Ian Goldsmith

Ian Goldsmith

Ian Goldsmith

Year of Graduation: 2013

Major: Political Science

Position: Supply Chain Manager, Fulton Beer, Minneapolis, MN


Please give a brief description of your current position and where you are working.

My current position is Supply Chain Manager for Fulton Beer, which places me in the heart of our office attached to the production plant in Northeast Minneapolis. Here I can virtually monitor the beginning of the process right to the very end. It is my responsibility to make sure that we have the right raw materials in stock to brew, the right containers to package finished beer, and also, to work with distributors to develop forecasts and prepare upcoming deliveries to ship and sell the packaged product. 

What path did you follow to arrive at your current job?

During my junior year at CSB/SJU I was looking for something outside of the norm. It was going to be my last summer before graduating and entering the workforce indefinitely, so I wanted a fun and fulfilling opportunity where I could still get legitimate work experience. If I was headed for a career in politics, I wanted a job where I could get my hands dirty. In the Star Tribune, I had read about three Johnnies who were opening a brewery in downtown Minneapolis - the first since Grain Belt left for St. Paul in 1976. The day of the Taproom Grand Opening, I got a group together and went to go drink some cold beer and maybe to convince them to let me clean floors and scrub kegs, which is exactly what happened. It was a summer to remember, and I was fortunate that they wanted to hire me back when I finished school.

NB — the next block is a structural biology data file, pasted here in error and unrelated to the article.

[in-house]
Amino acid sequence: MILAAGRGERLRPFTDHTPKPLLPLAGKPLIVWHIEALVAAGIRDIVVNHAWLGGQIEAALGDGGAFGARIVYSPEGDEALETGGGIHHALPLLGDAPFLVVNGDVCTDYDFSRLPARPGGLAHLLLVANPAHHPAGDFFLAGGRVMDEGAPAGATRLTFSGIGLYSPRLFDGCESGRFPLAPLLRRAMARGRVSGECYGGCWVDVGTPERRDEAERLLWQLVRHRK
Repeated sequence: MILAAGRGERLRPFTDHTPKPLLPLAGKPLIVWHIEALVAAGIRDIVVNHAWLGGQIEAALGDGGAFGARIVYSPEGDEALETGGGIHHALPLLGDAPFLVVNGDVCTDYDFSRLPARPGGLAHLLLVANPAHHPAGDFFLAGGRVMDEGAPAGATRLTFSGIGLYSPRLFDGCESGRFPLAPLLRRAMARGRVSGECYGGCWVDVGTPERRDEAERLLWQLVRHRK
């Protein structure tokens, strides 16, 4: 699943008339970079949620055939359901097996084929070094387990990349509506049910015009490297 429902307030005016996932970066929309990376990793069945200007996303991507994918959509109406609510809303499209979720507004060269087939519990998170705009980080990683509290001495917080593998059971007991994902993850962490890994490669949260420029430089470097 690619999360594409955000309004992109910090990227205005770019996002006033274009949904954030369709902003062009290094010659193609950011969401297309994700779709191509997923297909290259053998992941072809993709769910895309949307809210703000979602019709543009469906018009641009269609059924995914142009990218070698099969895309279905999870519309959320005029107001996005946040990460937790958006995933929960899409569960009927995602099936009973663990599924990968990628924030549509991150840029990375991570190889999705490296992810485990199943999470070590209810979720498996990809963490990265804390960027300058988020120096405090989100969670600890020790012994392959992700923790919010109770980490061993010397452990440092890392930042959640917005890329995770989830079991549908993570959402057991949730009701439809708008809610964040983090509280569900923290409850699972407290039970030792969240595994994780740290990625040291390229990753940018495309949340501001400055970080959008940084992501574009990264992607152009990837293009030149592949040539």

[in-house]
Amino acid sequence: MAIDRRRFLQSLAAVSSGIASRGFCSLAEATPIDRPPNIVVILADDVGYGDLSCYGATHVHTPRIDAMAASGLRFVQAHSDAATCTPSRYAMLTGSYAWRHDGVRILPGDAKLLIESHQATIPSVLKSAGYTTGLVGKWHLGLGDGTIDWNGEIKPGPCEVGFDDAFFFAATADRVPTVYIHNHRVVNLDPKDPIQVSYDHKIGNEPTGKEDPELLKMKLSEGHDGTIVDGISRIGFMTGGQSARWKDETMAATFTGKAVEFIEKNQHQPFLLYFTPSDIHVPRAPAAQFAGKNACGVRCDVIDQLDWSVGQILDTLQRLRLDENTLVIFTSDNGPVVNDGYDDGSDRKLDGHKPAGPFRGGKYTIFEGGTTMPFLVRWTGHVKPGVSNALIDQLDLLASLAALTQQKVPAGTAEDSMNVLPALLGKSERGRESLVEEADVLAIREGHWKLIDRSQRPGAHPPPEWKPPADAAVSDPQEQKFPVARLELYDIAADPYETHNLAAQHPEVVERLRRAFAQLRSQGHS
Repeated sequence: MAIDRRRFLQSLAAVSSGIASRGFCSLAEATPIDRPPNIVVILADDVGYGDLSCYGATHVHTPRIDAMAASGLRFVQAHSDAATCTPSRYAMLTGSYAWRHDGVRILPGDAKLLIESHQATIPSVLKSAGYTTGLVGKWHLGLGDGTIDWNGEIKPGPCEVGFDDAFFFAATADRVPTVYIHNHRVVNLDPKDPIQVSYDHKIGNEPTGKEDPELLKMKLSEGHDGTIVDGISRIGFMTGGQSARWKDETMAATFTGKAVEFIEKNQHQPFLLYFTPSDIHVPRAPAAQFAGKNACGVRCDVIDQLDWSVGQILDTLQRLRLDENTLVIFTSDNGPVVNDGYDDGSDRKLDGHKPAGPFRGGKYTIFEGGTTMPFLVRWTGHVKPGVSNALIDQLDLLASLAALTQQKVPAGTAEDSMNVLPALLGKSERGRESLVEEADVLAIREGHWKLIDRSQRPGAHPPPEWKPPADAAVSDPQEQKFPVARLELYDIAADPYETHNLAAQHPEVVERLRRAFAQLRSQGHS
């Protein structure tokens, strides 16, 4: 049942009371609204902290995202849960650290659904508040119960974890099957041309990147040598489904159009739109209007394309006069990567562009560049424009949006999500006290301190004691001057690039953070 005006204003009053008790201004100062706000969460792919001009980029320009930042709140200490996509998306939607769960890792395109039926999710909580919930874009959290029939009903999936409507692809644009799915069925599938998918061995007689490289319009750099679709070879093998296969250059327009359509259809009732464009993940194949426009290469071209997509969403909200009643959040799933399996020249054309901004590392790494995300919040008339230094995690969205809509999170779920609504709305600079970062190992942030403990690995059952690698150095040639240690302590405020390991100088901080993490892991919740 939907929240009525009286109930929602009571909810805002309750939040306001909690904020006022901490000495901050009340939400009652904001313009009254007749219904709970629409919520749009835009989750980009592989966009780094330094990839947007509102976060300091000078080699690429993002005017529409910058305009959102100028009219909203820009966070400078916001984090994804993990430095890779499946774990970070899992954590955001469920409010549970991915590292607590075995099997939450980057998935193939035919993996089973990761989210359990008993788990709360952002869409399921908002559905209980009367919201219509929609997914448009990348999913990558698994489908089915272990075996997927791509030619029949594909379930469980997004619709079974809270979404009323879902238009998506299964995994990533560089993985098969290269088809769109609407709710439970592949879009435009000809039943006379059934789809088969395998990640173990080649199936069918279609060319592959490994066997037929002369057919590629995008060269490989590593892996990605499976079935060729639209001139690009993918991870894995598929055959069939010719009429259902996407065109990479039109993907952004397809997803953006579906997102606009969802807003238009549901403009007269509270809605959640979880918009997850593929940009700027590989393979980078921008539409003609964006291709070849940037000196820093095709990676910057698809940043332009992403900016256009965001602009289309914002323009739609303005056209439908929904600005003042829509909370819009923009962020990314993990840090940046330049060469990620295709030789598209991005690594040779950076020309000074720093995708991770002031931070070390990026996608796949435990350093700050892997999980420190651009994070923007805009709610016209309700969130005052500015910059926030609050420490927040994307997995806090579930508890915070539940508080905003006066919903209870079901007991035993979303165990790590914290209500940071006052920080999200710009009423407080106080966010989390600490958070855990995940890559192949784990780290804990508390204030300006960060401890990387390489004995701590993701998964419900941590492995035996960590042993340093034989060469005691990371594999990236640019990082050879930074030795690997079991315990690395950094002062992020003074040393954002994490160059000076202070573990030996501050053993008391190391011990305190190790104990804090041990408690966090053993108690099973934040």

What skills are important in your field?

Communication is extremely valuable both internally and externally. There are so many moving parts in the production process that it is critical to have everyone, from the front of the house to the back, working on the same page in order to efficiently and effectively churn out quality craft beer, of which there is a high bar in our market. If one link in the chain is broken, the process can be derailed very quickly. Outside of Fulton, we are constantly working with vendors, distributors and customers. Maintaining good working relationships with sales representatives is important when negotiating contracts and prices. Luckily, there are plenty of genuinely good people in this industry - more than a few fast friendships have started out as sales solicitations.

What is the most satisfying/rewarding part of your job? The most challenging?

The best part about the job is being a part of the great brewing community in Minneapolis and the Midwest at-large. There is a deep tradition among creators and artisans in this area that Fulton gets to tap into, which connects us to some of the best bars and restaurants in the country, community engagements and fundraisers, to weekend block parties and festivals. After a hard work day, there is nothing better than cracking a cold one with your coworkers, especially when said cold one is the fruit of one' own labor. On the other side of the coin, we run a very large operation that is growing at a fast rate and extending itself into new, untapped markets. With this comes a lot of stress and anxiety. If I get some numbers wrong, it could mean that we lose a tap line at a bar, or worse, not be able to brew a batch due to a shortage. Knowing that I work with such honest and driven people at Fulton helps me sleep at night.

What activities/experiences were helpful at CSB/SJU (and elsewhere) in preparation for this career?